Another option may be for you to sell your home before it goes to foreclosure. If you would be selling it at a loss it may be a "short sale" meaning the lender is accepting less than what is owed on the balance of the mortgage.
Find a good local agent to discuss what your property is worth and then you can make a more informed decision. Most good agents will take the time to talk to you and assist if they can to give you advice whether it benefits them or not.
Thank you for writing in. This is a great question. There are a few options available to the homeowner who is facing foreclosure. They are as follows:
For a temporary fix:
1. File Bankruptcy;
For a more permanent fix:
1. Contact your current lien holder to request a loan modification;
2. Contact your current lien holder to ask about a Deed in Lieu of Foreclosure;
I hope you find this information helpful.
There's been many that have responded with various points for you. The point I will make is that the person that is loosing their home needs to take a serious look at why they got into that position. More likely than not, it's not a situation that will improve. The faster that person contacts their bank to work it out, the more options they will have, versus waiting.
If one is not currently delinquent on their home and has made the past six months of mortgage payments on time, there's the Home Affordable Refinance Program, intended for homeowners that owe more than the value of their home.
If the interest rate is high and they need a lower payment, it's best to consult with a mortgage consultant to see what's available.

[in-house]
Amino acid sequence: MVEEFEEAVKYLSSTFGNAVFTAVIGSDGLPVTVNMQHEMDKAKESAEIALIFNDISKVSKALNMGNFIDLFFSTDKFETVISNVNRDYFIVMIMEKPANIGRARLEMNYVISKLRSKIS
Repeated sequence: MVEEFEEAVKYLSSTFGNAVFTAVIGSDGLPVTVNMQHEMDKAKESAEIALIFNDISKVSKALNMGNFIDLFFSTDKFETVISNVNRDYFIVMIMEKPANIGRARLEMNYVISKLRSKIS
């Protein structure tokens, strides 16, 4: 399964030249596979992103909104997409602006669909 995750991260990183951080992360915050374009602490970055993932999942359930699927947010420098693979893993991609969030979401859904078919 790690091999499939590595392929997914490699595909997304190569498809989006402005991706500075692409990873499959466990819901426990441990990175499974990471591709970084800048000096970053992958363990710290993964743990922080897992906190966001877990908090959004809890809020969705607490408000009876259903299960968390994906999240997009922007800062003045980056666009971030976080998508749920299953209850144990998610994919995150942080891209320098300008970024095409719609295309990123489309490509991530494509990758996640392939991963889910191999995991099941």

If that person needs help, I can be reached at 925-349-2179.
All the Best!
I am not in your local market, but I have a handout that I give to people in your situation that may help. I posted it in my blog so that you can have access to the alternatives to foreclosure & short sale. (link below)
The most important thing is to stay in communication with your bank.
Hope this helps. Angela-
Call if you need assistance. 714-240-0635 .
Rodolfo de Hoyos
9. You can remain on the loan while still selling the property. This is a tried & true method of selling your house. If you work with someone that's honest and knows how to do this, this is almost always your best option as you don't necessarily need to discount the price, you don't have to lose your existing equity if you have any, and it can actually help improve your credit while providing you with tax benefits. The ignorant will try to tell you this is a bad idea â€“ and will probably come out of the woodwork flashing their licenses and their â€œyears of experienceâ€ when in fact what they're really telling you is they don't understand how it works. It is in fact true you could get burned, so you need to know the right information to protect yourself from that happening. Find someone that has experience doing it or there can be risk â€“ such as the buyer failing to make the payments for you as promised and then you could end up in foreclosure and your credit ruined...
10. If you own your property free & clear (or nearly so), you can also â€œbe the bankâ€, whereby the buyer makes payments to you. You might consider doing this if you have problems such as code violations, IRS or mechanics liens, unpermitted additions, inability to pay for repairs or any other problem that a typical bank financed buyer may not be able to handle. You don't even have to have any problems to sell it this way, for example you may just be tired of dealing with renters, or picky stuck-up buyers that DO qualify for bank financing and consider themselves to be in the catbird seat (which they are). You can sell it this way for any reason, or no reason at all â€“ it's up to you. Maybe you just want a good investment â€“ after all, what will you do with your money if you sell the house for a lump sum to a traditional buyer other than give half to the government? Put it in a savings account for 0.5% interest or a 1% CD? Risk losing it all in the stock market? Why not leave the money in the house, an investment you know inside & out?